Information Paints No Picture, Sings No Song, and Writes No Poem

In Huxley’s Brave New World, the future is a dystopian reality where science and technology keep us sufficiently distracted to avoid realizing the truth about reality. In R.F. Georgy’s novella, Notes from the Cafe, the digital age has realized Huxley’s vision of a dystopian world packaged as a utopia. Georgy brings back Dostoevsky’s the Underground Man in order to offer us a chilling image of the information age. Speaking of information, Georgy’s Cafe Dweller declares, “Information paints no picture, sings no song, and writes no poem.” I must confess that when I first read this line I was stunned by its poetic style. Not since reading Dostoevsky’s Notes from the Underground did I question the benefits of the information age. Georgy makes one of the most compelling arguments against progress, so much so that I was forced to confront all my preconceived notions about science and technology.

“You believe in progress. You believe in the perfectibility of man. You believe in the rational ordering of human beings. You believe in the crystal palace. You believe in… wait, no you worship the number four. You look puzzled, I know. I speak in parables. You, gentlemen, prefer the concision of facts and figures. Let me explain what I mean by the number four. According to mathematics, twice two is always four. Isn’t that a wonderfully rational statement, gentlemen? Isn’t it precise and accurate? Now what has the digital age done with this statement? It has built an edifice over it. The foundation of the digital age is, after all, mathematics.” Georgy creates the ultimate Neo-Luddite who reduces the digital age to a series of mindless distractions. According to Georgy, we “overinflate the epistemic value of information and confuse it for knowledge.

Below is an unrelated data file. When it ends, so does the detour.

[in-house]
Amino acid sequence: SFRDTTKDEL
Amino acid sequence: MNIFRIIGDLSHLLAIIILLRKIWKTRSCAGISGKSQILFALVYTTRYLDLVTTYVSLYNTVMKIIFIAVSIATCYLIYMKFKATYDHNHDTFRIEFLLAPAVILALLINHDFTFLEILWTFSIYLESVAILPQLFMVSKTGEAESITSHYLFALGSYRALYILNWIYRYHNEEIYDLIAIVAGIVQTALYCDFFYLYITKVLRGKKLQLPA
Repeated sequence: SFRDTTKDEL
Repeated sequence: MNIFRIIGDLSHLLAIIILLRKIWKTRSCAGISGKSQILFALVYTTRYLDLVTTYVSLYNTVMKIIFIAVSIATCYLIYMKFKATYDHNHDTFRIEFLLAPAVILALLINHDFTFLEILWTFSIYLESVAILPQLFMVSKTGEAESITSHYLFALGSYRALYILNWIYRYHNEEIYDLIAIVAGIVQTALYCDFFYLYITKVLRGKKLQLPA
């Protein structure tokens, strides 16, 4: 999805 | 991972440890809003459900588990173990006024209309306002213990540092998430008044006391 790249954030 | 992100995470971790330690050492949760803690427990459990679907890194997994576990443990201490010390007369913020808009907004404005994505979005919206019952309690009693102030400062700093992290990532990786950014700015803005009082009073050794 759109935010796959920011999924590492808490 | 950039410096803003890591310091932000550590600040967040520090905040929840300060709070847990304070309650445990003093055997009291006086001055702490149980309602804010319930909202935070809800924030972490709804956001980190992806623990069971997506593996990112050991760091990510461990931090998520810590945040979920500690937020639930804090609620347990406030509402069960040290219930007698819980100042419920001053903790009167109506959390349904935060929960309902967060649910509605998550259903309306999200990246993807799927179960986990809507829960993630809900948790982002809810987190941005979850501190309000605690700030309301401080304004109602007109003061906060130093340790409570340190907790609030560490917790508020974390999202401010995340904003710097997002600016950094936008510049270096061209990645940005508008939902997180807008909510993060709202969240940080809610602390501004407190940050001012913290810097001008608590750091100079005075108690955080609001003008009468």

Once he is done debunking the illusion of our digital complex, Georgy moves to God by forcing me reassess by agnostic position. In one of the most devastating arguments against agnosticism, Georgy argues, “The agnostic will demand proof before he submits to the divine order of things. What’s wrong with that, you say? I will tell you what is wrong with it. How the hell do you know what the proof should look like in order to acknowledge it as the proof you require? Do you see the extraordinary arrogance in demanding proof? We have assumed all along that those who require proof have no responsibility other than to sit back, relax and wait for something extraordinary to slap them into believing. We have been lead to believe the onus of proof is on those who affirm unsubstantiated claims. What you don’t realize, gentlemen, is that those who demand proof have a greater burden placed upon them.” I’ve always assumed that asking for proof is sufficient reason to keep the possibility of having faith open. What Georgy is saying is that demanding proof requires that we understand the knowledge framework under which a proof is rendered valid or invalid. If I argue science should be the standard of proof, then is it not upon me to prove why science is the only acceptable form of proof?

By the time I finished Notes from the Cafe, I was dizzy with questions. This book challenged me, angered me, and provoked certain emotional responses that forced me to confront my own belief system. I believe this book will go down in history as a classic that will be studied by all who engage the digital world. This book should be required reading.



Source by Jon Irving

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